The City of Atlanta fired their fire chief, Kelvin Cochran, because of a book he wrote that restated biblical teachings about human sexuality. Despite never having faced accusations of creating a hostile work environment or discrimination in hiring or firing practices, Atlanta Mayor Kasim Reed said at that time that “his actions and decision-making undermine his ability to effectively manage a large, diverse workforce.”
On Wednesday, a judge ruled that Atlanta violated chief Cochran’s Constitutional Rights.
While Chief Cochran claimed that he was fired because of his religious beliefs, the City of Atlanta argued he had been dismissed because he did not comply with the City’s pre-clearance rules for outside employment by writing a book on his own time without getting the city’s approval.
Concerning the city’s policy, the court said,
“This policy would prevent an employee from writing and selling a book on golf or badminton on his own time and, without prior approval, would subject him to firing. It is unclear to the Court how such an outside employment would ever affect the City’s ability to function, and the City provides no evidence to justify it…. The potential for stifled speech far outweighs an unsupported assertion of harm.”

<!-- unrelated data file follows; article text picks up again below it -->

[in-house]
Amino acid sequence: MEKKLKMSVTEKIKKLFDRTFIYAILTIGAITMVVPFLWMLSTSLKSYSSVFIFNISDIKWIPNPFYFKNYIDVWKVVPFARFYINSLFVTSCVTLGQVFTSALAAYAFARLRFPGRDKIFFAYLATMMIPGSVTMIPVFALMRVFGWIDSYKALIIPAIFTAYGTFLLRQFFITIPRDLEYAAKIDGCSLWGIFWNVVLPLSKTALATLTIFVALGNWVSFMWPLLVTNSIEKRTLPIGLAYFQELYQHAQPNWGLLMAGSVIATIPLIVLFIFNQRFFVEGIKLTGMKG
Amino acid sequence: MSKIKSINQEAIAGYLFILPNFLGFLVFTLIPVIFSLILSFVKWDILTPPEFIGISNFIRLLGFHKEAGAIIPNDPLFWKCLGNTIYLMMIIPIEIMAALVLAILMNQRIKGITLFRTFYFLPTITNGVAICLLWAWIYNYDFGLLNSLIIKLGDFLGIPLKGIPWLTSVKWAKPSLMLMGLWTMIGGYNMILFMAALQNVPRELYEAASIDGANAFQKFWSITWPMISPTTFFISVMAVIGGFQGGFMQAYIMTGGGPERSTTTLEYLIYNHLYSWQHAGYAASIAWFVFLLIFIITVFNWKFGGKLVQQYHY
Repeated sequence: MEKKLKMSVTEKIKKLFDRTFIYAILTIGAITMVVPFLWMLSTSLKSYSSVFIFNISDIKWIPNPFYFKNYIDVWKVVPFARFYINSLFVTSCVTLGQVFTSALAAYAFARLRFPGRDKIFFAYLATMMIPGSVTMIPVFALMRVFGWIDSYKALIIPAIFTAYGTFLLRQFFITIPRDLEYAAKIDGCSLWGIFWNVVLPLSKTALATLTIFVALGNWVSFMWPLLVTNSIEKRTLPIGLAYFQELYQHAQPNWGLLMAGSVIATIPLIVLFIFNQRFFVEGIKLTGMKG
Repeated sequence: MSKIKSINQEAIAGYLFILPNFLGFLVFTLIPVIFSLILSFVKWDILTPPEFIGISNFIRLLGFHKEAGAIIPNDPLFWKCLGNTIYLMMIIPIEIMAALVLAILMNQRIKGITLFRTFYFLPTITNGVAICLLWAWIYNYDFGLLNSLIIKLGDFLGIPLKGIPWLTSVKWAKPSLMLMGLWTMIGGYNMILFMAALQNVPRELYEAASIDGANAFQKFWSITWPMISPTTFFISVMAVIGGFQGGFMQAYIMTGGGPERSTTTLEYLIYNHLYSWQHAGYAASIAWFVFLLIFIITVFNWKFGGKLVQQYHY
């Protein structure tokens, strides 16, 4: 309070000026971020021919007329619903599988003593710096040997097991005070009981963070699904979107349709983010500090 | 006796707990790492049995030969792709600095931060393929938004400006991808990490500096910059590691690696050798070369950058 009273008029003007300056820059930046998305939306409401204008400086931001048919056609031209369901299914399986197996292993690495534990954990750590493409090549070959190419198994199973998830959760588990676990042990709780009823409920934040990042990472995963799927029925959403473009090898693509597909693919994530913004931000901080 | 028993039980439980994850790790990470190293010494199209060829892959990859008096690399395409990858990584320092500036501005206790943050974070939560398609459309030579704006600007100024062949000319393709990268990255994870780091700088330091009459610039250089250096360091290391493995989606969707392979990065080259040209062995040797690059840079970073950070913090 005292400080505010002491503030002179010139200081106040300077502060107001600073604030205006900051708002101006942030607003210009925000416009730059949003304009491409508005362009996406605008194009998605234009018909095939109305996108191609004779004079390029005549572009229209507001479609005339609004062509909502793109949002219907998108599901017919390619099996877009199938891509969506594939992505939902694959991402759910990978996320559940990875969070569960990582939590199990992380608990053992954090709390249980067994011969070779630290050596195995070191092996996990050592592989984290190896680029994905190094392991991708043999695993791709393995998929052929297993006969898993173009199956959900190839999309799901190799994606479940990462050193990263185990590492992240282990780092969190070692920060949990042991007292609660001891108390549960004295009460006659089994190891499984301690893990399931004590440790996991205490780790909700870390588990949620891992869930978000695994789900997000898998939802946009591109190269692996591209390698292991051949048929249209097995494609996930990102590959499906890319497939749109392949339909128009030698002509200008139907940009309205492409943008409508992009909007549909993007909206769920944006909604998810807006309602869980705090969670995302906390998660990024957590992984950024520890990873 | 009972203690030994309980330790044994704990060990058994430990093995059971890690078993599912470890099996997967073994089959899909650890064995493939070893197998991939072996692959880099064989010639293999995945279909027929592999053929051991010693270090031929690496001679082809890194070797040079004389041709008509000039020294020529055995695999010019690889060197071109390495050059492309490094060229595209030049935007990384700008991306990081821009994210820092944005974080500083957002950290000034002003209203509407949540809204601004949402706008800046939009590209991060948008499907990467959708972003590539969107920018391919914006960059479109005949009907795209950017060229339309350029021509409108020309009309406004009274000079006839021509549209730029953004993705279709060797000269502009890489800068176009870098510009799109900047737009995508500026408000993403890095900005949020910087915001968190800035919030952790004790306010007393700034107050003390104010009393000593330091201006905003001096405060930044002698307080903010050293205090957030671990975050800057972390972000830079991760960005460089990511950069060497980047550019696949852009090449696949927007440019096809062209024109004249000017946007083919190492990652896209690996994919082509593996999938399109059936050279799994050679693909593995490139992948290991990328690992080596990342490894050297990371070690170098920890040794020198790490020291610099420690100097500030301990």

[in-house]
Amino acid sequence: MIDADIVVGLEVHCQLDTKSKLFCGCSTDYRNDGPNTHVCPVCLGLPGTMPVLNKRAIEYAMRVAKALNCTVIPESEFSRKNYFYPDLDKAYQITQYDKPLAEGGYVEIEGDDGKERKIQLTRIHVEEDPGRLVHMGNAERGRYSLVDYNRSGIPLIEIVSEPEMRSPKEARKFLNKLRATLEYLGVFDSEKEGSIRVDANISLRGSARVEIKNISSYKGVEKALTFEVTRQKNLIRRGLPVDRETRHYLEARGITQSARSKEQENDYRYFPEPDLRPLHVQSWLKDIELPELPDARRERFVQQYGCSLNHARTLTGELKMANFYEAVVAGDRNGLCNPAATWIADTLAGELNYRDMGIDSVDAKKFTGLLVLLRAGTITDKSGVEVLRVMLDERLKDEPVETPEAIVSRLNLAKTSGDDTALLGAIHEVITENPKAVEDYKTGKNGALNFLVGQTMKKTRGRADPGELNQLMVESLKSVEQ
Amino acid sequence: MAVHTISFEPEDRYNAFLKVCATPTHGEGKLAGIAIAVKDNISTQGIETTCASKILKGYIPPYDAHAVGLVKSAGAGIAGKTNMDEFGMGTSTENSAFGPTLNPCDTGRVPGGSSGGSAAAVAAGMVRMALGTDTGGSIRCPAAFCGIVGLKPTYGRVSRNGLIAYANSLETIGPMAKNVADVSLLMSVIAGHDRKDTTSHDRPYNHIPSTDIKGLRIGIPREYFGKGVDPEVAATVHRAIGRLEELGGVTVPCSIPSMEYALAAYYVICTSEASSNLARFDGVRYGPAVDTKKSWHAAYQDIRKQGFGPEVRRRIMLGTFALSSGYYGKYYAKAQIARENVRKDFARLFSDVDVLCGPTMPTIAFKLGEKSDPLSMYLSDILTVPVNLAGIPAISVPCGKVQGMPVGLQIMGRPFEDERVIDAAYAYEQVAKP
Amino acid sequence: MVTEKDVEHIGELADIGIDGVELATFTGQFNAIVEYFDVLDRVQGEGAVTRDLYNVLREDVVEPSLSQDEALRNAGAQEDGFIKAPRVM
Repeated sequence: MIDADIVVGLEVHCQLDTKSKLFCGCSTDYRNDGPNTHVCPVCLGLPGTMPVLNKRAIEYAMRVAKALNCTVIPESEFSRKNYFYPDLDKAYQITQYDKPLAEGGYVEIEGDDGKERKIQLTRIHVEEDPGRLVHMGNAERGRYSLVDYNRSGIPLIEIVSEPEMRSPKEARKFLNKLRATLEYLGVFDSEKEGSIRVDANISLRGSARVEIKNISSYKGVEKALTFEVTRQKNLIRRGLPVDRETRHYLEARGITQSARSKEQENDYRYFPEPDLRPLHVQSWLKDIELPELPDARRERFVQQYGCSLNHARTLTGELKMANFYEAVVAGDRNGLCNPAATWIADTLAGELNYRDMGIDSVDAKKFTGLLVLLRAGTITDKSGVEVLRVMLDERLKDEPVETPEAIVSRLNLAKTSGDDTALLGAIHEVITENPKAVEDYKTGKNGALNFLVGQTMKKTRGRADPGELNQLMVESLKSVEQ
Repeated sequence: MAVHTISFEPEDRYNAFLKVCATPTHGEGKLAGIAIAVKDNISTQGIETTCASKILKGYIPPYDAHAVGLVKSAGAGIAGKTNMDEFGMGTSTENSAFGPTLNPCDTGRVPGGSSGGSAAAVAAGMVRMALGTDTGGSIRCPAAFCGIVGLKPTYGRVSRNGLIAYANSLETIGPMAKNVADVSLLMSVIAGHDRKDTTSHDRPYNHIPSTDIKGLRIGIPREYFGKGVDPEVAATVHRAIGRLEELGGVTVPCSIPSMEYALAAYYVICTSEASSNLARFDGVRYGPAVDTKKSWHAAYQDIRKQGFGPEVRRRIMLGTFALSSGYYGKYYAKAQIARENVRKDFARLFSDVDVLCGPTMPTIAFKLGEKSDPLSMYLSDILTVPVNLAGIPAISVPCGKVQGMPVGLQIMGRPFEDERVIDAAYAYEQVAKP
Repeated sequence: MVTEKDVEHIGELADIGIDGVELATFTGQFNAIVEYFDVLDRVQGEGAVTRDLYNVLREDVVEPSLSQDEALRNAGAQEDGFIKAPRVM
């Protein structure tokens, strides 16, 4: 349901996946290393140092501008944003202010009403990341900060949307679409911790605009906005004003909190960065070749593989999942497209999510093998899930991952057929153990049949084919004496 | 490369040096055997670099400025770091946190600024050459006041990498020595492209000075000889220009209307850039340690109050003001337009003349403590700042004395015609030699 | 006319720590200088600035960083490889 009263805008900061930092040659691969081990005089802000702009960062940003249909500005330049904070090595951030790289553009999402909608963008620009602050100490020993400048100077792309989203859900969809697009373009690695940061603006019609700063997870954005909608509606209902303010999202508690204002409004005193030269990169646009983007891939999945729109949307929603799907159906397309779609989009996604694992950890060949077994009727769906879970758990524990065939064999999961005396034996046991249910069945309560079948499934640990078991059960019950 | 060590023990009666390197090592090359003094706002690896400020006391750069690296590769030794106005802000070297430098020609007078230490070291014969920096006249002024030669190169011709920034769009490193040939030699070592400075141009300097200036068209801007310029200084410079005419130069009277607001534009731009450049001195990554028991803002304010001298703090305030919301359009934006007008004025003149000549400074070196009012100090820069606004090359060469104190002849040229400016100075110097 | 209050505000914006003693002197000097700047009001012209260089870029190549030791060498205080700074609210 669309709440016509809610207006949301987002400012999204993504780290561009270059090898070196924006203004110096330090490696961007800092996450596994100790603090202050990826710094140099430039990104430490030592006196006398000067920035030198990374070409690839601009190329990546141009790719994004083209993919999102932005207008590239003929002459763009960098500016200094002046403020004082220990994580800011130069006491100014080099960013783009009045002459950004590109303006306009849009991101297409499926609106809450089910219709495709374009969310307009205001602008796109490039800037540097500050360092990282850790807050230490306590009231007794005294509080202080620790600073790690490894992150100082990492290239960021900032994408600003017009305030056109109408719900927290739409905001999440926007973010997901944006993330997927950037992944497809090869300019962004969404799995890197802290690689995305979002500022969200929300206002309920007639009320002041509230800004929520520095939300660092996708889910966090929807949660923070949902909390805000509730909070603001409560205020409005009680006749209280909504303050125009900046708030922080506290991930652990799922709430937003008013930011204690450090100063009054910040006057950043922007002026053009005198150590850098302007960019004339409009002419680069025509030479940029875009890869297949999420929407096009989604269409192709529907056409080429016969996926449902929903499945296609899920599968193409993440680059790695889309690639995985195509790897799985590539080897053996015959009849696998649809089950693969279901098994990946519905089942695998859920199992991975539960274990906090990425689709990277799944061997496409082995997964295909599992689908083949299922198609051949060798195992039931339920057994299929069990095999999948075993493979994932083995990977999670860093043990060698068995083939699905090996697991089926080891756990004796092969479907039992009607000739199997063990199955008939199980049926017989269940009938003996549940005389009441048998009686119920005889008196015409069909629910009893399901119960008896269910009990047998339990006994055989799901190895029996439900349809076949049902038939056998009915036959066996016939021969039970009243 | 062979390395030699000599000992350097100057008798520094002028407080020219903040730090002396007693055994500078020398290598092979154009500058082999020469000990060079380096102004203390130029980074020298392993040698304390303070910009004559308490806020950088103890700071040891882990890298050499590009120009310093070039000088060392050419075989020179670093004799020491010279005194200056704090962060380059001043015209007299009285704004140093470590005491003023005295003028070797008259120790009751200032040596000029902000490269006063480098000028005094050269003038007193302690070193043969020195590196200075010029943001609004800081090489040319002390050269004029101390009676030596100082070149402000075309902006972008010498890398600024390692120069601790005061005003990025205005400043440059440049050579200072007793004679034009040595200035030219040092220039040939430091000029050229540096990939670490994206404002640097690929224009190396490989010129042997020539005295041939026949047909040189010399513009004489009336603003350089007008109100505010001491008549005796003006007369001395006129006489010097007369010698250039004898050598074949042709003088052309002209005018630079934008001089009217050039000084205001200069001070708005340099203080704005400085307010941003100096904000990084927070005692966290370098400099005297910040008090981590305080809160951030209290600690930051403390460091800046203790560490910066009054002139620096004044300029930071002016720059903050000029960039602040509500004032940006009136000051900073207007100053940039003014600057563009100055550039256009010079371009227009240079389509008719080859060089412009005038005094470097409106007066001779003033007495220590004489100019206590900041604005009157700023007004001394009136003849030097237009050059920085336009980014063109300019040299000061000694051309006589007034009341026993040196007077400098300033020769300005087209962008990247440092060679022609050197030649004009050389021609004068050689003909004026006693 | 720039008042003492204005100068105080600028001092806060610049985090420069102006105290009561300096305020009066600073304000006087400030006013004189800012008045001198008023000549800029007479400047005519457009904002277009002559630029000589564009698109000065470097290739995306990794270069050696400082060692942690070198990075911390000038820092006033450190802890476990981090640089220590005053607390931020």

Chief Cochran had previously been appointed by President Obama to serve as the Administrator of the United States Fire Administration.
Around the country, bakers, florists, counselors, print shops, churches, and firemen have faced challenges in the workplace because of their convictions. This decision is an encouraging sign that, in some quarters, there remains an appreciation that the First Amendment exists, in part, to prohibit the government from punishing people because of their beliefs.
Earlier this month, the Supreme Court heard oral arguments in Masterpiece Cakeshop v. Human Rights Commission of Colorado, in which the state of Colorado said a bakery is legally required to bake a custom cake for a same-sex wedding.
A decision, in that case, is expected in June.
Hopefully, Chief Cochran’s case will signal a trend toward more tolerance of belief in the workplace.
Diversity is a good thing, right?